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All of us as Christian historians are also in a sense secular historians. We have all trained in the secular academy, and we take a lot of the secular academy with us. We take methods, emphases of study, key books that shaped us in graduate school...
8. After Monographs: A Critique of Christian Scholarship as Professional Practice
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It has now been more than ten years since George Marsden first proposed the “outrageous idea” that personal Christian faith not only could, but perhaps should, make a difference in the research and writing...
9. The Problems of Preaching through History
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Those who have taught history for a while have experienced both the good and the bad regarding how the public views their discipline. Positively, many people state that they enjoy at least certain topics or fields...
Part Three: Communities
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10. Coming to Terms with Lincoln: Christian Faith and Moral Reflection in the History Classroom
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In December 2003 I proctored the final exam for my Messiah College history course, “HIS 324: Civil War America.” Students were asked to process a considerable amount of historical information related to the war...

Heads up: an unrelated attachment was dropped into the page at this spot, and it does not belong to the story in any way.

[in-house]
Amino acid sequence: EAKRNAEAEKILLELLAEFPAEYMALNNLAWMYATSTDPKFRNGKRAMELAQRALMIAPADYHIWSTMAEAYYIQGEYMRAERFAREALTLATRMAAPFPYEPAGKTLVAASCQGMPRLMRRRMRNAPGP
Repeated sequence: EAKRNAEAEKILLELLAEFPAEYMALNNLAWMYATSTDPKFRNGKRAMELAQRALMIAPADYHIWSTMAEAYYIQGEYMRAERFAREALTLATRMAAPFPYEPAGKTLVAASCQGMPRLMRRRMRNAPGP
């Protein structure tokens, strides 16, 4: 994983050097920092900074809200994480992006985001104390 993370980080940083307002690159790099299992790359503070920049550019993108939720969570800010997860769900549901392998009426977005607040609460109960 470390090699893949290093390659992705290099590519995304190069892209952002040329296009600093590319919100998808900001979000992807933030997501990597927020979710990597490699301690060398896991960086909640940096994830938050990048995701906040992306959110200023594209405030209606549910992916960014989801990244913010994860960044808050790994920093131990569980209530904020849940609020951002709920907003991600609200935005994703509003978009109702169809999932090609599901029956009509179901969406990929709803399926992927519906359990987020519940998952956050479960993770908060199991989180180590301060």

11. For Teachers to Live, Professors Must Die: A Sermon on the Mount
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Krachmann’s syndrome appears in no medical dictionary. The truth is, I made it up. But the malady is real enough. I became aware of it on a Friday afternoon in my second year of teaching. After yet another “discussion” class...
12. Public Reasoning by Historical Analogy: Some Christian Reflections
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The conversation between Christian conviction and historical study is today as lively and contested as ever. But I sometimes wonder if this good conversation too narrowly confines itself to questions of historical theory...
13. Don’t Forget the Church: Reflections on the Forgotten Dimension of Our Dual Calling
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“What does it mean to serve God faithfully in the specific circumstances in which He has placed me?”1 Every Christian should ask this question regularly, and to their credit, in recent years a number of Christian...
14. On the Vocation of Historians to the Priesthood of Believers: A Plea to Christians in the Academy
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During the past few decades, Christian history has been reborn as Christian scholars have labored diligently on the relationship of Christian faith and historical understanding.1 As recently as the 1960s, Christians languished...
Afterword: The Christian Historian and the Idea of Progress
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One thing that Christian and non-Christian historians seem to share in the current dispensation is a profound unease with the very concept of progress. Of course, we are not prepared to give it up entirely. That would be nearly...
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Page Count: 376
Publication Year: 2010